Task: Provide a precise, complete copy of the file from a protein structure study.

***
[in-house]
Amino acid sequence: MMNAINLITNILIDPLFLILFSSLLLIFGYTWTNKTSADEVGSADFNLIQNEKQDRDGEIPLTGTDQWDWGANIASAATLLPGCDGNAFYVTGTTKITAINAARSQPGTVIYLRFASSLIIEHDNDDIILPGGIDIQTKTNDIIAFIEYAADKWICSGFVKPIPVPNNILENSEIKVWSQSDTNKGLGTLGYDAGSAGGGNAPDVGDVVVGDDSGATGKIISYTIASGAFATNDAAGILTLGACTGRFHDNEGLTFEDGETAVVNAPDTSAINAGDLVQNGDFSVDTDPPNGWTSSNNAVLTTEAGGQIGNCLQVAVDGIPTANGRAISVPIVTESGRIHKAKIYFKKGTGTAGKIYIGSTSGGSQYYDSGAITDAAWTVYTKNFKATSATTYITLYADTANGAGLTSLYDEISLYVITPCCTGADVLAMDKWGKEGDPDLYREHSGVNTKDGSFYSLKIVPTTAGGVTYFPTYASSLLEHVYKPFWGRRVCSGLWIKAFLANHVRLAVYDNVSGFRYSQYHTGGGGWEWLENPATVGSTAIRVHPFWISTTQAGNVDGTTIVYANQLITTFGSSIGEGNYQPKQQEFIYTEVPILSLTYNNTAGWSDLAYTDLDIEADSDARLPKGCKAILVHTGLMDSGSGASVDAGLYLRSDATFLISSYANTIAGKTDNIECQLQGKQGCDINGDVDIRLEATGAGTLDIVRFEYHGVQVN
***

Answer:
[in-house]
Amino acid sequence: MMNAINLITNILIDPLFLILFSSLLLIFGYTWTNKTSADEVGSADFNLIQNEKQDRDGEIPLTGTDQWDWGANIASAATLLPGCDGNAFYVTGTTKITAINAARSQPGTVIYLRFASSLIIEHDNDDIILPGGIDIQTKTNDIIAFIEYAADKWICSGFVKPIPVPNNILENSEIKVWSQSDTNKGLGTLGYDAGSAGGGNAPDVGDVVVGDDSGATGKIISYTIASGAFATNDAAGILTLGACTGRFHDNEGLTFEDGETAVVNAPDTSAINAGDLVQNGDFSVDTDPPNGWTSSNNAVLTTEAGGQIGNCLQVAVDGIPTANGRAISVPIVTESGRIHKAKIYFKKGTGTAGKIYIGSTSGGSQYYDSGAITDAAWTVYTKNFKATSATTYITLYADTANGAGLTSLYDEISLYVITPCCTGADVLAMDKWGKEGDPDLYREHSGVNTKDGSFYSLKIVPTTAGGVTYFPTYASSLLEHVYKPFWGRRVCSGLWIKAFLANHVRLAVYDNVSGFRYSQYHTGGGGWEWLENPATVGSTAIRVHPFWISTTQAGNVDGTTIVYANQLITTFGSSIGEGNYQPKQQEFIYTEVPILSLTYNNTAGWSDLAYTDLDIEADSDARLPKGCKAILVHTGLMDSGSGASVDAGLYLRSDATFLISSYANTIAGKTDNIECQLQGKQGCDINGDVDIRLEATGAGTLDIVRFEYHGVQVN